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Creating online doesn't have to be lonely
I was sprawled on all fours. It was my first Yoga class. My Downward Dog looked more like doing a push-up. I glanced sideways to the much more poised Yogi on my right. Ohhh, my butt needs to be raised way up. More like an elegant inverted V shape. Ah, got it.
We watch how others work. From young, this is how we learn. We all do this. And yet a new revolution is arising from this oldest of behavior. This time, online.
You may have heard about an AI service that is sweeping the world. No, not ChatGPT but MidJourney. It creates gorgeous images based on what you type or your prompt. What makes MidJourney extra special is that it is not a web app or even a mobile app. You interact with it primarily inside Discord, a chat app like Slack and the overwhelming choice of GenZ and gamers.
User @jrotx typed in “/imagine Technical 3d rendering of AI designed, robotic, weaponized dragonfly robot exquisite detail, accent lighting octane rendering unreal engine 8k photorealistic multiple angles” and out came this beautiful rendition:
Since this is done inside a chat app, everyone else sees what @jrotx is doing and can comment on it. More intriguingly, we all get to learn from them as they are creating. So, we can see the many different iterations that @jrotx attempts in their quest for the perfect weaponized mechanical dragonfly.
@jrotx’s last iteration used the prompt “AI dragonfly robot in the style of Peter Lee, hyper realistic, weaponized, 30mm cannons mini missile pods sleek elongated cinematic view gunmetal gray blue and red lighting accents armored, octane rendering, unreal engine 16k quality 3d zbrush deadly --v 5.1”, producing:
You can see the prompt changed quite a bit and that’s the thing about the prompt as UI. Even though it’s just a string of text, it’s endlessly variable and nuanced. Oh, I can use “in the style of <artist name I admire>” in my own prompt. Or the style of this image uses terms like “octane rendering” and “unreal engine”. I wonder what those terms mean. There is a lot of depth and experimentation to progress from a newbie MidJourney user to an expert. Simple instructions only get us that far. We basically master MidJourney by watching how others do it.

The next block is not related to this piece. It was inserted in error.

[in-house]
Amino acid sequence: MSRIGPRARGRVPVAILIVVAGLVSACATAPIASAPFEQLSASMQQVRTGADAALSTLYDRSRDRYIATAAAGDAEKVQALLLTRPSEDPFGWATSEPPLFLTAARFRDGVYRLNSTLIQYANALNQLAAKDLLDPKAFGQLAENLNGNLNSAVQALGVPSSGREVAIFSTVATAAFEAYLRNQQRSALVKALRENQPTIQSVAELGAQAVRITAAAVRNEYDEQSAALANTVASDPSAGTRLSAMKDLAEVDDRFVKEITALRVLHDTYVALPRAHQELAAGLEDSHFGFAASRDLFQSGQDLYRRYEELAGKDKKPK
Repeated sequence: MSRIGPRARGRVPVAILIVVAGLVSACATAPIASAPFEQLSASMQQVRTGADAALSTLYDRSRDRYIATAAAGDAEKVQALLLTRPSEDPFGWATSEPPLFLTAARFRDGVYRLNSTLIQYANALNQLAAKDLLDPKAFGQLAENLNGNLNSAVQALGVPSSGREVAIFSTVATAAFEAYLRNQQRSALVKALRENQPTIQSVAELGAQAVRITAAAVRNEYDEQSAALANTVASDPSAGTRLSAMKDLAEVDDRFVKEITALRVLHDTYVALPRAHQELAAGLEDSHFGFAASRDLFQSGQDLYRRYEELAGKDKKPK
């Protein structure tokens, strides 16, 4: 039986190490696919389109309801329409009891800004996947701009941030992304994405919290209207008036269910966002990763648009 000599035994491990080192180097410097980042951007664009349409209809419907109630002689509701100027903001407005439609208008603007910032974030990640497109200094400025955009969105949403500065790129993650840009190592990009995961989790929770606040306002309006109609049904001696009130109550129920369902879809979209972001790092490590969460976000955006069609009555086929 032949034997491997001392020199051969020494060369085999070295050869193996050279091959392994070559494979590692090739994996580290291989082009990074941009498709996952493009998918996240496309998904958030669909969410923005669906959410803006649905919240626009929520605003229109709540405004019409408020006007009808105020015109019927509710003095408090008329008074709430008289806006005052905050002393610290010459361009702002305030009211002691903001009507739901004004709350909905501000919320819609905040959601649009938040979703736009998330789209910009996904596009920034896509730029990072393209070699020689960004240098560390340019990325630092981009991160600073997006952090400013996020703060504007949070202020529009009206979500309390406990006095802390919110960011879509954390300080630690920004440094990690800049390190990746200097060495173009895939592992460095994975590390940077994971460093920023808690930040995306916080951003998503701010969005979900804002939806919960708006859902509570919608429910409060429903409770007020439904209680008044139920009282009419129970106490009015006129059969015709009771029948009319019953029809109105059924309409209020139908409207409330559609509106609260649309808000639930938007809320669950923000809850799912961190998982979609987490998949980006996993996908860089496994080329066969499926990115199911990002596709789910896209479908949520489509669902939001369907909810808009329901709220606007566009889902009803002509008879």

Our early experiences with computers and phones have been more solitary experiences in that we learned how to operate them mainly on our own. It's intuitive to move a cursor on screen by sliding the mouse and clicking on an icon. It is even more natural to swipe to scroll. Or swipe left to reject your unappealing Tinder prospect.
As we seek and are required to do more online, the tasks we need to do may be multi-step or cognitively demanding, like generating images magically from text! Thinking in terms of taps and flicks is no longer sufficient. Solo learning can only take us that far. MidJourney shows we can go further by learning from each other how to use the product.
When I was stuck searching everywhere for that rare Hylian shield in the latest Zelda, I watched a YouTuber show me the path. As programmers, we know that our coding problem has probably been solved a dozen times before and a google search usually yields the right code to paste faster than we can even type.
But what is different on MidJourney is that this “social learning” is happening inside the product itself. This means you don’t have to be an expert and you don’t have to take the time to produce a video. You are an active creator right alongside everyone trying to figure things out. The fact that users can see and “feel” other users creating with the product at the same time means there is just a buzz of examples flowing by. Users can not only pick up technical tips, but there’s also a social or psychological feeling that you are not doing this alone. Others are in this journey together with you and you can see the mistakes as I am making them and how I’m improving.
As I experiment with my Next Small Things, I’m going to try bringing this age old design pattern of social learning into the next online services I build. I’ve written about how we should bake distribution into product design. My gut tells me that is very synergistic with this idea of building social learning into your next online product. As I learn more, I’ll have much more to share. Till then, I may see you in the next in-person Yoga class as I found myself absolutely lost in Zoom Yoga. Namaste
Thanks toand for helping me shape this
Inspired by a podcast interview of Kevin Kelly by Tim Ferriss